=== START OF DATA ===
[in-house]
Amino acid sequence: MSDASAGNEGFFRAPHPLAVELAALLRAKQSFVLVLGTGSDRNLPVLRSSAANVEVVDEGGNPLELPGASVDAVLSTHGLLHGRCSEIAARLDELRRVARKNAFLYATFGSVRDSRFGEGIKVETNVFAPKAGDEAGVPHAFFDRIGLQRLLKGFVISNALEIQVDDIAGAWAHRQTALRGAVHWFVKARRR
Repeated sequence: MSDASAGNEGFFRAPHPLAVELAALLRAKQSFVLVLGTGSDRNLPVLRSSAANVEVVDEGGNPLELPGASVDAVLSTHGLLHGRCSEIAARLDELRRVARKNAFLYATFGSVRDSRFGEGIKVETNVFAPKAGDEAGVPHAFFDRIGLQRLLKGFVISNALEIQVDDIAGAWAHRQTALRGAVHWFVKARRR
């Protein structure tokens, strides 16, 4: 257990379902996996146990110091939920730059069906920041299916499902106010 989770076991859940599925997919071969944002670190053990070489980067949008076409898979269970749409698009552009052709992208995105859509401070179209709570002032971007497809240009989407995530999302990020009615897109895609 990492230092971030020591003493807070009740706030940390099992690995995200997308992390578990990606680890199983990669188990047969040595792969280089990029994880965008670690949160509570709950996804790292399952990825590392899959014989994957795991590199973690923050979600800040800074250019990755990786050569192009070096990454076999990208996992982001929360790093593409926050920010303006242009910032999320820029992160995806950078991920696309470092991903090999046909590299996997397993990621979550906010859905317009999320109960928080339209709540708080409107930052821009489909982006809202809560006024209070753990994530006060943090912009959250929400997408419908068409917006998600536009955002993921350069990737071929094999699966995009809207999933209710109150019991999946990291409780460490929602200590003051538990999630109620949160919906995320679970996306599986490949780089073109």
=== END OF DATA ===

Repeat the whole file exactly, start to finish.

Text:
[in-house]
Amino acid sequence: MSDASAGNEGFFRAPHPLAVELAALLRAKQSFVLVLGTGSDRNLPVLRSSAANVEVVDEGGNPLELPGASVDAVLSTHGLLHGRCSEIAARLDELRRVARKNAFLYATFGSVRDSRFGEGIKVETNVFAPKAGDEAGVPHAFFDRIGLQRLLKGFVISNALEIQVDDIAGAWAHRQTALRGAVHWFVKARRR
Repeated sequence: MSDASAGNEGFFRAPHPLAVELAALLRAKQSFVLVLGTGSDRNLPVLRSSAANVEVVDEGGNPLELPGASVDAVLSTHGLLHGRCSEIAARLDELRRVARKNAFLYATFGSVRDSRFGEGIKVETNVFAPKAGDEAGVPHAFFDRIGLQRLLKGFVISNALEIQVDDIAGAWAHRQTALRGAVHWFVKARRR
């Protein structure tokens, strides 16, 4: 257990379902996996146990110091939920730059069906920041299916499902106010 989770076991859940599925997919071969944002670190053990070489980067949008076409898979269970749409698009552009052709992208995105859509401070179209709570002032971007497809240009989407995530999302990020009615897109895609 990492230092971030020591003493807070009740706030940390099992690995995200997308992390578990990606680890199983990669188990047969040595792969280089990029994880965008670690949160509570709950996804790292399952990825590392899959014989994957795991590199973690923050979600800040800074250019990755990786050569192009070096990454076999990208996992982001929360790093593409926050920010303006242009910032999320820029992160995806950078991920696309470092991903090999046909590299996997397993990621979550906010859905317009999320109960928080339209709540708080409107930052821009489909982006809202809560006024209070753990994530006060943090912009959250929400997408419908068409917006998600536009955002993921350069990737071929094999699966995009809207999933209710109150019991999946990291409780460490929602200590003051538990999630109620949160919906995320679970996306599986490949780089073109």